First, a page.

Most organizations weren’t prepared to maintain the continuity of their business during a pandemic. So when COVID-19 hit, the most companies could do was dust off their disaster recovery plans, and react to the past while taking a series of gambles on an unknown future.
Disaster recovery plan: A plan to restore business operations, systems and infrastructure following a manmade or natural disaster, such as a hurricane, pandemic, or civil unrest.
Business continuity plan: A plan to avoid risk and disruption to business activities, such as alternative measures to protect employees and assets; for example, vetting alternate third-party vendors to protect a business supply-chain.
When properly implemented, a solid business continuity plan will reduce the negative business impact of adverse events and make the business more resilient.
A business continuity plan differs considerably from a disaster recovery plan. Most obviously, the former attempts to anticipate issues and disruptions before they occur while the latter specifies what to do after the disruption is over.
Here are six ways to shift from planning for when a disaster strikes to identifying risks that can lead to disasters, which will disrupt company operations.
1. Empower your people
In a recent NAVEX Global webinar, Protiviti's Katie Stevens made the point: "If you don't really do training and communications, you will find yourself in a position where your critical staff is unavailable, and nobody knows how to do a function," said Stevens.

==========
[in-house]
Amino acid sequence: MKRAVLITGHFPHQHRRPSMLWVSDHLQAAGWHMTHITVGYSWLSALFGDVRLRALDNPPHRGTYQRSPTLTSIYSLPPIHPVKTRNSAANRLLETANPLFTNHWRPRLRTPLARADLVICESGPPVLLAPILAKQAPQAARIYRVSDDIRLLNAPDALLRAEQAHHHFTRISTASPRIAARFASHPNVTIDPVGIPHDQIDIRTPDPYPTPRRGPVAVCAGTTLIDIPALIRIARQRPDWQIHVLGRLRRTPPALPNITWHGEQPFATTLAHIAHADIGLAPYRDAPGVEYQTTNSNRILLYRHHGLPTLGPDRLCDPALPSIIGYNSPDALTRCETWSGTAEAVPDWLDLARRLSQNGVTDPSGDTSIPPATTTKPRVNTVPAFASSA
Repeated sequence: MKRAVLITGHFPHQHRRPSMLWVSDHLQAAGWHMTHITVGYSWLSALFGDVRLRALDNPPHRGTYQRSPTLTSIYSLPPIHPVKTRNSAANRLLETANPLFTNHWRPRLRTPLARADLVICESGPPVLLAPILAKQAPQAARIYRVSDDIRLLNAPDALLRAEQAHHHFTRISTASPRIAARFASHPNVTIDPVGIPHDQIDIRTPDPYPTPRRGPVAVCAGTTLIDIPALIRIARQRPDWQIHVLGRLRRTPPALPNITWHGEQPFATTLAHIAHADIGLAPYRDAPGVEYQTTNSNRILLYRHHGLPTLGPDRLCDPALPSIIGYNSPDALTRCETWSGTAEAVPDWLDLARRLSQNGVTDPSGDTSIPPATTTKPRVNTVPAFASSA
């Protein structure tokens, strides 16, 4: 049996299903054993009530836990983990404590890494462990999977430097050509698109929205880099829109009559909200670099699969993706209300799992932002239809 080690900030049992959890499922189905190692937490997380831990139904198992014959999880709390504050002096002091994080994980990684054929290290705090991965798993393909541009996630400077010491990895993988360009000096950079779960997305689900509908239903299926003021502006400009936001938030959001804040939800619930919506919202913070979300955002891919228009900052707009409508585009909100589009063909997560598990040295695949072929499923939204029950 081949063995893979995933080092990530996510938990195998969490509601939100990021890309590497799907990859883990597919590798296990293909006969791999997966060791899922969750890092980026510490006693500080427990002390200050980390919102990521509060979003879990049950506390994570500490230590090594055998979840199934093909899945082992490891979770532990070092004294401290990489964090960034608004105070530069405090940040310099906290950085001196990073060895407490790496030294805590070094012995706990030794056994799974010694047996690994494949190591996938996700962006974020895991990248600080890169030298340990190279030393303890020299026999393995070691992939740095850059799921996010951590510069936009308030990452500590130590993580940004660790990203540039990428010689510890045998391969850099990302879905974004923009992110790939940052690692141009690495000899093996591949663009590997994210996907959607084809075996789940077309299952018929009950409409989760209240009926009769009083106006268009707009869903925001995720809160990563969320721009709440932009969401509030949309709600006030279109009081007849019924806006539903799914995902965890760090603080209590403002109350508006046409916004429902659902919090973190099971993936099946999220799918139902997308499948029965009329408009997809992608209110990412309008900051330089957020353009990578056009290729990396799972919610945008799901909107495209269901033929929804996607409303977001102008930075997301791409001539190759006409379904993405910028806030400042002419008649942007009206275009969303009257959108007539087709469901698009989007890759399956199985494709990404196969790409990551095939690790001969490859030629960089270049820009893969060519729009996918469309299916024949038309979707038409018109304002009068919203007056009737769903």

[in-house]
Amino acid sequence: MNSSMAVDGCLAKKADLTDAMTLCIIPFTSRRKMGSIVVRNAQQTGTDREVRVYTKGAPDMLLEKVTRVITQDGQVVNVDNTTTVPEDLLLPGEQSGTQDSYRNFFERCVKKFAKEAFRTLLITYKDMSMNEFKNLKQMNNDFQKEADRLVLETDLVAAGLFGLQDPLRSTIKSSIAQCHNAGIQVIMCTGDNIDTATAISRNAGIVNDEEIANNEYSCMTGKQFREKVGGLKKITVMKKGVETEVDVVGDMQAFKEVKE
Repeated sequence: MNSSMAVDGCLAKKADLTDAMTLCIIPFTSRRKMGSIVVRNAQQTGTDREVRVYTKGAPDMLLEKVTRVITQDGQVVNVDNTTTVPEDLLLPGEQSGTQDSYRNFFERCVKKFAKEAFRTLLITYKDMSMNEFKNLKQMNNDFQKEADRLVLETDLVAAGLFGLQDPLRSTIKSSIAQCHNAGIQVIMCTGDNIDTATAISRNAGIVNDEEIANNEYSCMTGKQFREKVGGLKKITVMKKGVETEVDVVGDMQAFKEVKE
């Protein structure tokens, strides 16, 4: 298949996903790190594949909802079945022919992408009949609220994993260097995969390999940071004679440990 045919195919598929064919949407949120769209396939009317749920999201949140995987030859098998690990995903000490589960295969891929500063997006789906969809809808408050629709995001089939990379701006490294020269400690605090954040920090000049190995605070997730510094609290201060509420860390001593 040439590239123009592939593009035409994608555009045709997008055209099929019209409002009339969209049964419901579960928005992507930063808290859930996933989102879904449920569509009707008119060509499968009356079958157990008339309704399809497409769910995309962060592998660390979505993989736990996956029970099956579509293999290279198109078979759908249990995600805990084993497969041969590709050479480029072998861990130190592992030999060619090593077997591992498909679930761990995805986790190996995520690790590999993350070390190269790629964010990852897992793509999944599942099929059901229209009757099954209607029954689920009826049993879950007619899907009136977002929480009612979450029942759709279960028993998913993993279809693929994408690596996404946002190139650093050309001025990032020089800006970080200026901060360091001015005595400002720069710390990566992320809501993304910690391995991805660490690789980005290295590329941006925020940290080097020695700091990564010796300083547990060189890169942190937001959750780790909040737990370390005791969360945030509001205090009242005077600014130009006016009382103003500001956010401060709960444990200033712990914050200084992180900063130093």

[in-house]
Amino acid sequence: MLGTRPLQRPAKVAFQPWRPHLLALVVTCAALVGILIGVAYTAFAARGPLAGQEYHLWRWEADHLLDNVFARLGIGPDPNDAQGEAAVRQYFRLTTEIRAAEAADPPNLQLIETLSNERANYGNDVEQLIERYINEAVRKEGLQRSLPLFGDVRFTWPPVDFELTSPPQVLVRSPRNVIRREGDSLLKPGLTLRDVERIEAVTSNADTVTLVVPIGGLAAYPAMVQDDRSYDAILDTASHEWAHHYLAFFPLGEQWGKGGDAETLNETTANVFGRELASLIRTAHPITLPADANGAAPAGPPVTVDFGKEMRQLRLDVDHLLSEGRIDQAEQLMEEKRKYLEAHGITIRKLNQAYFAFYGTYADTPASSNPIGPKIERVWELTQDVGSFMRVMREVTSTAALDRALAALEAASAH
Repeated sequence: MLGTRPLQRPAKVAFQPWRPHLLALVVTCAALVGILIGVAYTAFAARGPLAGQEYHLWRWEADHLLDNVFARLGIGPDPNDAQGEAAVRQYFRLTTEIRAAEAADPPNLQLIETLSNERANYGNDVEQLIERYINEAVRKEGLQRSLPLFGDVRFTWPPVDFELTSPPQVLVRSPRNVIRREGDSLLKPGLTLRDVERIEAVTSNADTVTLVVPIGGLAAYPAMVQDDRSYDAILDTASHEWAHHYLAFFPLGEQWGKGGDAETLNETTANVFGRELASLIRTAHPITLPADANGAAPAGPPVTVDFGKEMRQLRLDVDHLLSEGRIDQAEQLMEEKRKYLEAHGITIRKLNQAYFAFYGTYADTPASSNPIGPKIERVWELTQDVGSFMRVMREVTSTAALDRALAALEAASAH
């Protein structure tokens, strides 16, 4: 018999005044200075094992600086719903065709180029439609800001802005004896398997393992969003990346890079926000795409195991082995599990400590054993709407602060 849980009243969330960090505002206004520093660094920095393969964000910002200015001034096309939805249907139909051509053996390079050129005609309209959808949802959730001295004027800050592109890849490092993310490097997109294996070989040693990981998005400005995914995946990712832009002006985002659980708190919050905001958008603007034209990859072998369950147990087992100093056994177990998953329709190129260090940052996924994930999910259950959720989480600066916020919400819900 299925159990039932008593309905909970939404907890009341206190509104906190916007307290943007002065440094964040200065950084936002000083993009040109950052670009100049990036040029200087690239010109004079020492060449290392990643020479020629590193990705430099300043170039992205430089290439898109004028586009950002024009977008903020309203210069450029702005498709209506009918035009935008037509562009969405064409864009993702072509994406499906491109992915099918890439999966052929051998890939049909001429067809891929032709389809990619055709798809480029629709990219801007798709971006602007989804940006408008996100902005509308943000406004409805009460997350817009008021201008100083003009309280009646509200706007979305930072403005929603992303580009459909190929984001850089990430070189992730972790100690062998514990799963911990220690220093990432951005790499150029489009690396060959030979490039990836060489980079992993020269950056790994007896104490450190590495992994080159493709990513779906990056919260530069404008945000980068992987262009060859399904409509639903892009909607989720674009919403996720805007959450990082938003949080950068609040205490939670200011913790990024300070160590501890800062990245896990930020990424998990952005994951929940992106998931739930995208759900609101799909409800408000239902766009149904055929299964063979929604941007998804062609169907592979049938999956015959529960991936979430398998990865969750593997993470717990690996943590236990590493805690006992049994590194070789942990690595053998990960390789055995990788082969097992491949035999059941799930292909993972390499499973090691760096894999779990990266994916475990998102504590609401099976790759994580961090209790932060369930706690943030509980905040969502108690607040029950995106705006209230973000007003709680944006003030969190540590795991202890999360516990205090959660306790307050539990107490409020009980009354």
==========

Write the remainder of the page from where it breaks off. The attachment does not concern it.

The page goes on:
Efforts to implement training and improve communications benefit both disaster recovery and business continuity programs. Employees are better equipped to handle whatever challenge comes, whether it's planning for adverse events or managing through a crisis.
2. Enlist stars of disaster recovery
If your company was among the majority unprepared for COVID-19, look at the bright side. You swung into action, changed courses, and generally made the best of a bad situation during disaster recovery. You also found some gems in the workforce who excelled under pressure.
To get your business continuity program up and running, enlist the shining stars from your COVID-19 disaster recovery effort. Recruit key individuals who showed their mettle while serving on disaster recovery committees and making autonomous, smart decisions. They'll be instrumental on the business continuity team that requires a cross-section of the company's workforce with expertise in strategy, planning, analysis and more.
3. Pay attention to third parties
COVID-19 was a wakeup call for supply chains and all companies with third parties. Many experienced their suppliers suddenly unable to meet their service level agreements. You saw firsthand what happens in operations during disaster recovery—work stops. You had to scramble and find workarounds for missed deliveries to get operations restarted.
In business continuity planning, disaster scenarios and business impact analysis give you a sneak preview of what to expect if the unexpected occurs, so everyone is better prepared. Also, the goal of business continuity is to identify risks that can affect and disrupt operations. That enables the organization to avoid disasters entirely and build resiliency with every crisis averted.